Holsteins is the closest place you'll find to Umami Burger on the strip, but I wouldn't call it an imitator. They've got 15 options for burgers, ranging from the Big Fat Greek, a lamburger with feta cream, olive relish, and tatziki, to the Korean Bullgogi burger with sweet soy marinated beef with a kalbi glaze, kimchi slaw, chili mayo, and a fried egg. Even so, in order to establish a burger baseline, I went for the simplest option: a classic cheeseburger ($14, served with choice of fries).
Patties are hand-formed, with a mix of wet and dry-aged beef that's ground daily, in-house. The patty was throughly browned on both sides, with tasty bits of char, and was so impregnated with moisture that eating it was like having a sloppy make-out session with one of the juiciest, beefiest burgers of all time. Look closely, and you'll see moisture bubbling out of the beef. Better yet, all of the elements, from the toppings to the squishy, lightly toasted bun, were equally on point. You could go for one of the more complicated options, but for me, the classic is perfect, exactly how it is. This was far and away my favorite burger in Vegas, and securely in my top 5 burgers of all time.
From the outside, the Royal Resort, where The Barrymore is located, doesn't look like much, but inside, it's undergone a retro restoration that gives it way more personality than any spot on the strip. It would be worth checking out even if there wasn't a great burger, but fortunately, that's not the case: the burger is stellar.
There's a classic burger, but once you add cheese (for an extra dollar), you might as well go for the Steakhouse burger ($15) with a half pound of grilled grass-fed sirloin topped with Gruyère, frisée, oven-roasted tomatoes, garlic aioli, and the kicker: bacon marmalade. Asking for a medium-rare patty gets you something decidedly less pink than the burgers on the strip, but still plenty juicy and deliciously moist. Of all the loaded burgers I've tasted, this one was the most balanced. The bacon marmalade isn't as sweet as most, and the lightly garlicky aioli balances it out. The final touch, an English muffin-style bun, is lightly toasted, with a fine crumb. Chef Anthony Meidenbauer also created the menu for Public House (in the Venetian), which has a very similar burger. The only real difference is the spread of Guinness aioli, and it costs an extra $4.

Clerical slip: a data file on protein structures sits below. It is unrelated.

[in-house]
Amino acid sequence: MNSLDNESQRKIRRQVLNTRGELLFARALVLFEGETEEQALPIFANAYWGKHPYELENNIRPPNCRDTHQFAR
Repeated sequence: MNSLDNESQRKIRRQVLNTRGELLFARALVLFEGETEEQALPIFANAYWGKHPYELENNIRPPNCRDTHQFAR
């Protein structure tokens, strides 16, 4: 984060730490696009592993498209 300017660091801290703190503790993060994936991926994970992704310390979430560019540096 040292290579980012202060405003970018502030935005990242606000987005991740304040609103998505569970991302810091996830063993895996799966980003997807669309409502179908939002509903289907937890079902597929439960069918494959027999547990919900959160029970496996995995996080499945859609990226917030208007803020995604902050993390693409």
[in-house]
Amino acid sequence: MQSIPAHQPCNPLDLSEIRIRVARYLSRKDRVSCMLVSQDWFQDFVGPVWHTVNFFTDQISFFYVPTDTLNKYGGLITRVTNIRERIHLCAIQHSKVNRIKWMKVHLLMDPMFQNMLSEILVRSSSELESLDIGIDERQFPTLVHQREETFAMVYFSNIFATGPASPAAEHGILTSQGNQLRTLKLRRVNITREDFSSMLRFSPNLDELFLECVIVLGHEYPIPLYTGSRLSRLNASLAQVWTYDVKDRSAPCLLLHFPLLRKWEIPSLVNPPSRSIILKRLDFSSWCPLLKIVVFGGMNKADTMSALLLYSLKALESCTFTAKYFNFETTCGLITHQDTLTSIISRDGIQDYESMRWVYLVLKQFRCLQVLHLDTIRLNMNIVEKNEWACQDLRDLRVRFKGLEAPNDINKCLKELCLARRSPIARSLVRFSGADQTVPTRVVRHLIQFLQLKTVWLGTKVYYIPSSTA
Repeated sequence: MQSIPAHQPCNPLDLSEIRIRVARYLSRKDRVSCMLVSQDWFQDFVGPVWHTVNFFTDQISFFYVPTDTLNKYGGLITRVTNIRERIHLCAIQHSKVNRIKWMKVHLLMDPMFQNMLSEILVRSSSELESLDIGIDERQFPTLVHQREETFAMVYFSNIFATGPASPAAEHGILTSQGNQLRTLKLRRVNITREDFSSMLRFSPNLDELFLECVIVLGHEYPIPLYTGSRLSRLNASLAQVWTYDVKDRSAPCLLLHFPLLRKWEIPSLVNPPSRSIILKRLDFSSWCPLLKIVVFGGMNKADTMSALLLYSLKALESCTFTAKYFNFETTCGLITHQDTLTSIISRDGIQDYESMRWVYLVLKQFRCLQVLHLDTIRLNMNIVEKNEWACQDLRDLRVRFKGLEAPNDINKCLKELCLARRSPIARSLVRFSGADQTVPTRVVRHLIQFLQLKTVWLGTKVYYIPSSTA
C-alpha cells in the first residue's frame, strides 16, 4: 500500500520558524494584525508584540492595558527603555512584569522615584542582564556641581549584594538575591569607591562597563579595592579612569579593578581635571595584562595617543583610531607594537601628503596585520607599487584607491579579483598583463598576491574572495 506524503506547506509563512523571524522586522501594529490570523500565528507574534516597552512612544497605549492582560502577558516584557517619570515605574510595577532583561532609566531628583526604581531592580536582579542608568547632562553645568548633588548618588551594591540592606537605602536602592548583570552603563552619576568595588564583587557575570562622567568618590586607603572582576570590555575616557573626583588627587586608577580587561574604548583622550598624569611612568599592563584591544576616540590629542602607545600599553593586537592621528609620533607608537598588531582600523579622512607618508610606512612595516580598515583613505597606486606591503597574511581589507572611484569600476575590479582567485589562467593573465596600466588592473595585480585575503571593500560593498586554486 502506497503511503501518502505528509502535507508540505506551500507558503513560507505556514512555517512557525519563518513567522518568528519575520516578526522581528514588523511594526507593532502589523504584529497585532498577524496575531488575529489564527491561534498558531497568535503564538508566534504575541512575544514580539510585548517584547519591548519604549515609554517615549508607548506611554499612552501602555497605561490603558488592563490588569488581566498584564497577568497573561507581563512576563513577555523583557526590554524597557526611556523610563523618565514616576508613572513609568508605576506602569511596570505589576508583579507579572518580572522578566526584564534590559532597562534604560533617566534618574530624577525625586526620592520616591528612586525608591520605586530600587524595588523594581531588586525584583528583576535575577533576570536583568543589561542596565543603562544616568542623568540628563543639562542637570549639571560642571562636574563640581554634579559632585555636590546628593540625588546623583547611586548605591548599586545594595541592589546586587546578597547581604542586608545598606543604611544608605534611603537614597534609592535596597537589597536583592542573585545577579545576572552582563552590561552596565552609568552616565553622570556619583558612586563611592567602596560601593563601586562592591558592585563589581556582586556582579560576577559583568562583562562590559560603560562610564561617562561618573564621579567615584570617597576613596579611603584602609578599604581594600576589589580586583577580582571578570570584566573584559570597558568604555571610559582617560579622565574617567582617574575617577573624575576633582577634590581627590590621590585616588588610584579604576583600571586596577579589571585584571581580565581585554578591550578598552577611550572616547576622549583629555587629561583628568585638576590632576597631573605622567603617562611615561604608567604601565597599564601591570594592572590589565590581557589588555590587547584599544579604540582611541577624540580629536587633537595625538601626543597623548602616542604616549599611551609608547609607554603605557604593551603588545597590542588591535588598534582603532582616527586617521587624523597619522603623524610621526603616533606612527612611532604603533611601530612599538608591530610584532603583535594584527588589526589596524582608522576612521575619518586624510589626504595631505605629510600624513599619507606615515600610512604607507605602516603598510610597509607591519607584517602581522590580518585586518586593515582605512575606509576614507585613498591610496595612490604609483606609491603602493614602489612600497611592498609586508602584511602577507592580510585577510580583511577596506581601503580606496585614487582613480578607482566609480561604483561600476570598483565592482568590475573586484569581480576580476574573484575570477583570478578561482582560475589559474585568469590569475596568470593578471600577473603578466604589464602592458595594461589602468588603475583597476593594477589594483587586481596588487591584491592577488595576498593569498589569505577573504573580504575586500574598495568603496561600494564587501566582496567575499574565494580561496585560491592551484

Oh wait, how did this photo get in here? Please excuse the non-burger interruption, but the Warm Chocolate Cake ($8.50) with crunchy bits of hazelnut brittle and a ring of cookie crumble surrounding the scoop of vanilla ice cream must be mentioned. The cake was exceptionally moist and intensely chocolatey, making it easily the best treat I had on the trip. Trust me on this one, you want this for dessert.
Hubert Keller's Burger Bar may not have the same panache as Holsteins or The Barrymore, but that's hardly the point. The focus here is on customizable burgers that can be stacked up with toppings like pickled green tomatoes, asparagus, grilled shrimp, or pan-seared foie gras. A basic half-pound burger with freshly ground black Angus beef and the standard roughage starts at $9.50, with extras ranging from 45¢ (aioli) to $30 for 1/3 ounce of black truffles (the foie is a comparative steal at $12).
Initially, it felt wrong to order a simple cheeseburger ($9.20) but any hesitation quickly disappeared when I cut my burger in half to get the "autopsy" shot. The grilled, half-pound patty was so coarsely ground and lightly packed that it practically crumbled apart...and just like so many ill-placed roulette bets, it was gone in seconds. There wasn't much char, but the patty was so intensely beefy that I hardly noticed. You could satisfy your cravings for beef with a steak (and pay a lot more), but I'd stick with this burger instead. If you get fries, make sure to order some aioli for dipping. One portion is enough to cover a whole serving of fries, but both the garlic and the chipotle are great.